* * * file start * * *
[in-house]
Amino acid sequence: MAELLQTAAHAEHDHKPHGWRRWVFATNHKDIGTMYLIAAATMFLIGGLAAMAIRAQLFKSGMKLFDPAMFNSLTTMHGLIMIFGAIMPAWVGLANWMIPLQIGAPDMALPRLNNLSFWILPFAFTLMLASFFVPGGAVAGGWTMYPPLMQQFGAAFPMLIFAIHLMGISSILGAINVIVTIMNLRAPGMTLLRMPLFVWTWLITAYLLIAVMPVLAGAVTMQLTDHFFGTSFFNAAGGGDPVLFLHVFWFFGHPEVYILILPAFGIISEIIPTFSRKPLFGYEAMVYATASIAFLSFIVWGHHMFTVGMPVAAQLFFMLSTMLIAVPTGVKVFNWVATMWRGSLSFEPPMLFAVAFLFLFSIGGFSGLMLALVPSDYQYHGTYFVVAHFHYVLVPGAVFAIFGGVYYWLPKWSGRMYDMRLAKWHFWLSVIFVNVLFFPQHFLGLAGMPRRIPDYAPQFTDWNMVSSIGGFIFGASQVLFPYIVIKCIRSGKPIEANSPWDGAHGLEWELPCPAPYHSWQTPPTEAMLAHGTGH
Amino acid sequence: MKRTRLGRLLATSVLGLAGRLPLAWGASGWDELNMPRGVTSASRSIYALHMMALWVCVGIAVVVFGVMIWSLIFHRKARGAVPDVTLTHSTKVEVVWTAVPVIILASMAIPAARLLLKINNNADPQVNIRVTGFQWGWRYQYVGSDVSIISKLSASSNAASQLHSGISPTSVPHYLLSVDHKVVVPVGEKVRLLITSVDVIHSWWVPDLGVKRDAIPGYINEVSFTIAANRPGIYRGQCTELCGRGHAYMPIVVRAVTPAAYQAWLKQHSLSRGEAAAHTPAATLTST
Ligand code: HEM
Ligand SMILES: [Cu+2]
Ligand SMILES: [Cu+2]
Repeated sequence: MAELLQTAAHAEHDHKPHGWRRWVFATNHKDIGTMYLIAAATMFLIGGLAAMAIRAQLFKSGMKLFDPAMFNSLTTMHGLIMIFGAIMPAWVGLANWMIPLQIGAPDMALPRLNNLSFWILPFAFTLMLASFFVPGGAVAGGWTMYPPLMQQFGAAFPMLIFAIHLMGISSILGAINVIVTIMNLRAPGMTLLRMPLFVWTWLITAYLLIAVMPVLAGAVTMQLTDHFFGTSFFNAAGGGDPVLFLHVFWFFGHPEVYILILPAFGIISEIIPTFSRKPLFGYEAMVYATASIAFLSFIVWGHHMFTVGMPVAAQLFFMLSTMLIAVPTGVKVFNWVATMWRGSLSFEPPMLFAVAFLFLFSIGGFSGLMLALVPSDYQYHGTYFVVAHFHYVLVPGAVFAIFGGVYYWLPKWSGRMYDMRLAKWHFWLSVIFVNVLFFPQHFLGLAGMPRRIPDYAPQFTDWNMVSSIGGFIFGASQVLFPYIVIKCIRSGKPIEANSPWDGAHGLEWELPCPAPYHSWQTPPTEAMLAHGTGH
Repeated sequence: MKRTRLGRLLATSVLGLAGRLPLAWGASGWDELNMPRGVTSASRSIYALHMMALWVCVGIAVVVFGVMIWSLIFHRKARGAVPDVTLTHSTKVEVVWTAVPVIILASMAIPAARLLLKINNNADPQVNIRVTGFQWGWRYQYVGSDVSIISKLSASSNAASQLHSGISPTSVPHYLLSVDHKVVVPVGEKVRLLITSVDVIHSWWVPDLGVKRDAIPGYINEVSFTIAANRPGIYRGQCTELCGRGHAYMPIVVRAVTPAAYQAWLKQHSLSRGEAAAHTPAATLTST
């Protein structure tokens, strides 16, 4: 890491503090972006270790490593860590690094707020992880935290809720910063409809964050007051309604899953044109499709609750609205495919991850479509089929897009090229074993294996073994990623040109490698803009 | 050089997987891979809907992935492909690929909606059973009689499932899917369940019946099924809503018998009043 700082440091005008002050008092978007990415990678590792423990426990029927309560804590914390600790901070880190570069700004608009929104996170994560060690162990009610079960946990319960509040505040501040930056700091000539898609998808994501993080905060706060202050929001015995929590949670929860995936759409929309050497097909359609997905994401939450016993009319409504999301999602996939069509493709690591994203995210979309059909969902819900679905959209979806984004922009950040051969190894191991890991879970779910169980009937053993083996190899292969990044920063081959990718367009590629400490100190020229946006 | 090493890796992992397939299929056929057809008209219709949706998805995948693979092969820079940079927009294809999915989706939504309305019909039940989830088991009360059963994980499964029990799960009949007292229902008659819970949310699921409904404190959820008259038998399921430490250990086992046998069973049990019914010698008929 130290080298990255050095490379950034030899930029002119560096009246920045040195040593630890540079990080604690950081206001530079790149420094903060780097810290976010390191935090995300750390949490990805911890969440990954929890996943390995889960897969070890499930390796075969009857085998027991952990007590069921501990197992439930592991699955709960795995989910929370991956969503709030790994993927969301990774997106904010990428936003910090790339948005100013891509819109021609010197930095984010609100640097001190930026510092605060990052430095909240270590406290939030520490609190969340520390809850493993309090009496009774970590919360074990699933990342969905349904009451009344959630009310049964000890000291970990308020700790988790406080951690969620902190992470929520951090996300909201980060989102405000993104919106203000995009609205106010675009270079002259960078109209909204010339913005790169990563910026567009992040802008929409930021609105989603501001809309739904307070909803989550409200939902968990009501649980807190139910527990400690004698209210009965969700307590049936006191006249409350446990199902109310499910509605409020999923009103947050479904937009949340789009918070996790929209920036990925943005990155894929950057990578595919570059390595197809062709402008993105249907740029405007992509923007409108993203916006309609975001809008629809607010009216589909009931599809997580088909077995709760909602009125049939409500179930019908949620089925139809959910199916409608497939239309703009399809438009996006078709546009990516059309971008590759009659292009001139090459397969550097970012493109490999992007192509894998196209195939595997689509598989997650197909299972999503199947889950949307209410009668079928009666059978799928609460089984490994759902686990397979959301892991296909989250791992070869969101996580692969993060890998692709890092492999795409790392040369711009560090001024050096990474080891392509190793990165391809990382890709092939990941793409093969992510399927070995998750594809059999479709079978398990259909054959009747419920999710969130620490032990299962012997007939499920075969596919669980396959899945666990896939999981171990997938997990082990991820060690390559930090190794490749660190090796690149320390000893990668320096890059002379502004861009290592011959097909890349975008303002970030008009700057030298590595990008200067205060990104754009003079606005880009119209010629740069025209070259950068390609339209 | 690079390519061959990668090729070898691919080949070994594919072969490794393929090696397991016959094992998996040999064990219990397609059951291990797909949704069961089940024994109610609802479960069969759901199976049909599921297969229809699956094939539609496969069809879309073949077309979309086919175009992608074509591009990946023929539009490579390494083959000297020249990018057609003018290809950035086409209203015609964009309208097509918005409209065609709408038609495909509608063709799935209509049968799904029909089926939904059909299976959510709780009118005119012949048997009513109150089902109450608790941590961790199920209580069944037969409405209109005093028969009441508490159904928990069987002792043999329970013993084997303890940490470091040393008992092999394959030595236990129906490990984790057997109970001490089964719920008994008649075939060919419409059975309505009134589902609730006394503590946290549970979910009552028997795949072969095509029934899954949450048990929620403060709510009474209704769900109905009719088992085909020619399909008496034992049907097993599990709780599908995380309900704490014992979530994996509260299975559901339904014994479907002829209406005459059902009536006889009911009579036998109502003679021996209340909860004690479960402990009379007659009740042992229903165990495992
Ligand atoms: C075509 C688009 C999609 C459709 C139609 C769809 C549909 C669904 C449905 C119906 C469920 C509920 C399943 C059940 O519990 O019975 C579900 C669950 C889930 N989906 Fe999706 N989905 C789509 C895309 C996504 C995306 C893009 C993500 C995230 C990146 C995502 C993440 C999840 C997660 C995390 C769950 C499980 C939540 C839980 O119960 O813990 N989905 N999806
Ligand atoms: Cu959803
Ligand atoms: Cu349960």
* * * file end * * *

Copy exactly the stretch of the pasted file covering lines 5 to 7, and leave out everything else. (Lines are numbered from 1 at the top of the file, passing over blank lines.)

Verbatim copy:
Ligand SMILES: [Cu+2]
Ligand SMILES: [Cu+2]
Repeated sequence: MAELLQTAAHAEHDHKPHGWRRWVFATNHKDIGTMYLIAAATMFLIGGLAAMAIRAQLFKSGMKLFDPAMFNSLTTMHGLIMIFGAIMPAWVGLANWMIPLQIGAPDMALPRLNNLSFWILPFAFTLMLASFFVPGGAVAGGWTMYPPLMQQFGAAFPMLIFAIHLMGISSILGAINVIVTIMNLRAPGMTLLRMPLFVWTWLITAYLLIAVMPVLAGAVTMQLTDHFFGTSFFNAAGGGDPVLFLHVFWFFGHPEVYILILPAFGIISEIIPTFSRKPLFGYEAMVYATASIAFLSFIVWGHHMFTVGMPVAAQLFFMLSTMLIAVPTGVKVFNWVATMWRGSLSFEPPMLFAVAFLFLFSIGGFSGLMLALVPSDYQYHGTYFVVAHFHYVLVPGAVFAIFGGVYYWLPKWSGRMYDMRLAKWHFWLSVIFVNVLFFPQHFLGLAGMPRRIPDYAPQFTDWNMVSSIGGFIFGASQVLFPYIVIKCIRSGKPIEANSPWDGAHGLEWELPCPAPYHSWQTPPTEAMLAHGTGH